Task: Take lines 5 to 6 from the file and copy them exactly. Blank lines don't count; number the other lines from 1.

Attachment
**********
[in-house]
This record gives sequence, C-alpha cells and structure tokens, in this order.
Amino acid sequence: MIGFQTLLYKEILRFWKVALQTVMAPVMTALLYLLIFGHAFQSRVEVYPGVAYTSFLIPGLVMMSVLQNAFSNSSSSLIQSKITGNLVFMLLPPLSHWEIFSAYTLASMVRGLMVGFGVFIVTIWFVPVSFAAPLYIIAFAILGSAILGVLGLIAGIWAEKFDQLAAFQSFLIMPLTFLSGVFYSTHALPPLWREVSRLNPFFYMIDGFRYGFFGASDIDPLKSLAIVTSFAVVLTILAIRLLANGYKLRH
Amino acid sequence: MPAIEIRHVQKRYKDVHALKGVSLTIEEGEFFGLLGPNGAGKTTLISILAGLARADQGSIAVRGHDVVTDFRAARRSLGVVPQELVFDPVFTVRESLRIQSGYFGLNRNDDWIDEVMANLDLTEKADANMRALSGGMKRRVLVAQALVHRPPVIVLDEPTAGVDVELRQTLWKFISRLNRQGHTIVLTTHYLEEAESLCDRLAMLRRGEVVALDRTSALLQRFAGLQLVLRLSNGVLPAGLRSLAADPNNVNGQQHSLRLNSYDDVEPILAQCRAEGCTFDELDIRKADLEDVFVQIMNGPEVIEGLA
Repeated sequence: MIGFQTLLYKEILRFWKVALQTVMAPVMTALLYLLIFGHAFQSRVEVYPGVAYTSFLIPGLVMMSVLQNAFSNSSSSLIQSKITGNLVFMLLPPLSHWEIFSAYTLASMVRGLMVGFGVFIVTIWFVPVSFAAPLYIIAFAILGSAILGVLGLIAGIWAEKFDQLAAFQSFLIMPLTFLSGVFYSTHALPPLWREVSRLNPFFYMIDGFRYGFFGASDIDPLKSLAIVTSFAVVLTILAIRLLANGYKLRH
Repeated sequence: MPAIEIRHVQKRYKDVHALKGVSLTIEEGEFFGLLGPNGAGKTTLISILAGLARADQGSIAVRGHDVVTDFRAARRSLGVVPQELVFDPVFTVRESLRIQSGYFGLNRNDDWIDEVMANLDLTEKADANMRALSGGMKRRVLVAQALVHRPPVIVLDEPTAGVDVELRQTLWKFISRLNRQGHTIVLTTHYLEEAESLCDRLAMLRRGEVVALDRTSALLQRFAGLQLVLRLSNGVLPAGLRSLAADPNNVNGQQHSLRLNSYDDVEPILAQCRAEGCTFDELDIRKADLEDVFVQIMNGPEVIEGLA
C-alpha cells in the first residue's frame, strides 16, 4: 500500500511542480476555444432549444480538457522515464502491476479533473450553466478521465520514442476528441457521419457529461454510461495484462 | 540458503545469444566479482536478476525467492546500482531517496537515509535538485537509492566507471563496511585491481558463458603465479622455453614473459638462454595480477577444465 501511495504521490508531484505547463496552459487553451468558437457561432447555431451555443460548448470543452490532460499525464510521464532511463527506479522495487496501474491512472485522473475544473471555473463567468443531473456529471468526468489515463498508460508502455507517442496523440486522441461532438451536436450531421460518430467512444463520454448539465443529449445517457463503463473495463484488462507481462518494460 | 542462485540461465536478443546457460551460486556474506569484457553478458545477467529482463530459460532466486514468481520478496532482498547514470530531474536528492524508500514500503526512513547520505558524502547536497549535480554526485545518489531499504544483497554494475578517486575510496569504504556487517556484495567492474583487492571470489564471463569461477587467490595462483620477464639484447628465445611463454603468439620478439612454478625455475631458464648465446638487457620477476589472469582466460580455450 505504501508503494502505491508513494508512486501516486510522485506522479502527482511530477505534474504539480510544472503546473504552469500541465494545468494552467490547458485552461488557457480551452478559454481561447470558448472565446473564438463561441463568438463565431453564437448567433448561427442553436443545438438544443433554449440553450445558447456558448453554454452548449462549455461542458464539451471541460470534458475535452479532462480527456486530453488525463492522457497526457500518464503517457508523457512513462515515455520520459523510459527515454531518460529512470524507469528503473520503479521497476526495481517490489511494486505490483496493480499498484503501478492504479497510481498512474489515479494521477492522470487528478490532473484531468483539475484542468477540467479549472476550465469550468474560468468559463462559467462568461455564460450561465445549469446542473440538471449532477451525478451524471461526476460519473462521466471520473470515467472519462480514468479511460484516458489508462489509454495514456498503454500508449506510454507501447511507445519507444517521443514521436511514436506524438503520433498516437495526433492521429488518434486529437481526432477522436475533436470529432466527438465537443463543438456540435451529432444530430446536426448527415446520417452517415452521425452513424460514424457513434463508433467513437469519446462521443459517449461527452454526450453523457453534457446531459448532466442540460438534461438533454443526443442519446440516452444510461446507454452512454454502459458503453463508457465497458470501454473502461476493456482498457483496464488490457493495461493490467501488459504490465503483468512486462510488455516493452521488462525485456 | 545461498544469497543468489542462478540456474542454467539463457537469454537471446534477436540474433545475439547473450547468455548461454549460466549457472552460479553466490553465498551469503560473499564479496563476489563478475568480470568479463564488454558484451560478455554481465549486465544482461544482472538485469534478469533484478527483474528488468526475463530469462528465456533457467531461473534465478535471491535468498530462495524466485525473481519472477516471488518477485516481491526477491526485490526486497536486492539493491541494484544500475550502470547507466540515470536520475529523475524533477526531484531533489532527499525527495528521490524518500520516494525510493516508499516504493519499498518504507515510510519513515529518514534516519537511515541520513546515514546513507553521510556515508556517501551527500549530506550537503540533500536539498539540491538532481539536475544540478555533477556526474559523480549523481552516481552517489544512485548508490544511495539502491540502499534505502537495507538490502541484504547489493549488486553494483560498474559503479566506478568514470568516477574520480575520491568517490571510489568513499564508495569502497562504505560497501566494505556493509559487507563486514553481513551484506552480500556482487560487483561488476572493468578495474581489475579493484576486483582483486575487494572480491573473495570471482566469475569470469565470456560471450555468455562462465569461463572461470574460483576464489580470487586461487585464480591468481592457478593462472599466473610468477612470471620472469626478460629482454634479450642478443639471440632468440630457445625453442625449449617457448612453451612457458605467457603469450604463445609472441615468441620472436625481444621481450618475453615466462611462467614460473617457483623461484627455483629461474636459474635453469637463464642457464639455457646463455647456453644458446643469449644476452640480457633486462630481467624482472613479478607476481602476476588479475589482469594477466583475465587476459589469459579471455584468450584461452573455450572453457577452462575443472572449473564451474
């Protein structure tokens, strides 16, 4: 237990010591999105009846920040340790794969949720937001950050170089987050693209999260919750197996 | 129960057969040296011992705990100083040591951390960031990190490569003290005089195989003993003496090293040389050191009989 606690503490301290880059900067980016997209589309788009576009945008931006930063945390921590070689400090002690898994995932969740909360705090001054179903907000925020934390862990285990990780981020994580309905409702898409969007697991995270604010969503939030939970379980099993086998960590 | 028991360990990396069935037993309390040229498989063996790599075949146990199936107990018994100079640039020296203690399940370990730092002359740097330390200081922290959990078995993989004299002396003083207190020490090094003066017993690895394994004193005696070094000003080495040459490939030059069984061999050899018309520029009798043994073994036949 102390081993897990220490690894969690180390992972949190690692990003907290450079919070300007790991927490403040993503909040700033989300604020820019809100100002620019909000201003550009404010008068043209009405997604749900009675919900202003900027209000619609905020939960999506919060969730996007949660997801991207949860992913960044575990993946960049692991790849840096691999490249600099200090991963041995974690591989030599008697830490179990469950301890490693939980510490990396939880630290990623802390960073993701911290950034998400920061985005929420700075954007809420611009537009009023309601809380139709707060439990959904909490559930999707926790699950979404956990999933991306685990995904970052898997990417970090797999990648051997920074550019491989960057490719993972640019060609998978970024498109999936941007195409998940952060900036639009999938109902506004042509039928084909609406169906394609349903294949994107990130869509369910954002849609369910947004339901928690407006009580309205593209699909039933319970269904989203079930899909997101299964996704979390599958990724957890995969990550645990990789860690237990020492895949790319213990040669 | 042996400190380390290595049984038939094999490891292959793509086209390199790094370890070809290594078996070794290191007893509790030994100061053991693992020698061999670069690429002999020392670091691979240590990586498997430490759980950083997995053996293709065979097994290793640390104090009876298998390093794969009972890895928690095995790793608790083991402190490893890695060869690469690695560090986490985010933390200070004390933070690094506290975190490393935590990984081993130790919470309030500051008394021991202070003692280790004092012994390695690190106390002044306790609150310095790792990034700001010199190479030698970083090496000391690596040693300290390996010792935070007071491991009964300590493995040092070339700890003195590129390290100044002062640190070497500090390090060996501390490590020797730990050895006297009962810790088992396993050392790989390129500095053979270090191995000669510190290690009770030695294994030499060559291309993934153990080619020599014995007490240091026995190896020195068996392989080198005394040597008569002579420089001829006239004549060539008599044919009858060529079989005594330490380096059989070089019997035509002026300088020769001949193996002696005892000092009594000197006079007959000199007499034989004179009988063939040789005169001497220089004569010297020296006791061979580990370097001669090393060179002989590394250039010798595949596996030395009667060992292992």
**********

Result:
Repeated sequence: MIGFQTLLYKEILRFWKVALQTVMAPVMTALLYLLIFGHAFQSRVEVYPGVAYTSFLIPGLVMMSVLQNAFSNSSSSLIQSKITGNLVFMLLPPLSHWEIFSAYTLASMVRGLMVGFGVFIVTIWFVPVSFAAPLYIIAFAILGSAILGVLGLIAGIWAEKFDQLAAFQSFLIMPLTFLSGVFYSTHALPPLWREVSRLNPFFYMIDGFRYGFFGASDIDPLKSLAIVTSFAVVLTILAIRLLANGYKLRH
Repeated sequence: MPAIEIRHVQKRYKDVHALKGVSLTIEEGEFFGLLGPNGAGKTTLISILAGLARADQGSIAVRGHDVVTDFRAARRSLGVVPQELVFDPVFTVRESLRIQSGYFGLNRNDDWIDEVMANLDLTEKADANMRALSGGMKRRVLVAQALVHRPPVIVLDEPTAGVDVELRQTLWKFISRLNRQGHTIVLTTHYLEEAESLCDRLAMLRRGEVVALDRTSALLQRFAGLQLVLRLSNGVLPAGLRSLAADPNNVNGQQHSLRLNSYDDVEPILAQCRAEGCTFDELDIRKADLEDVFVQIMNGPEVIEGLA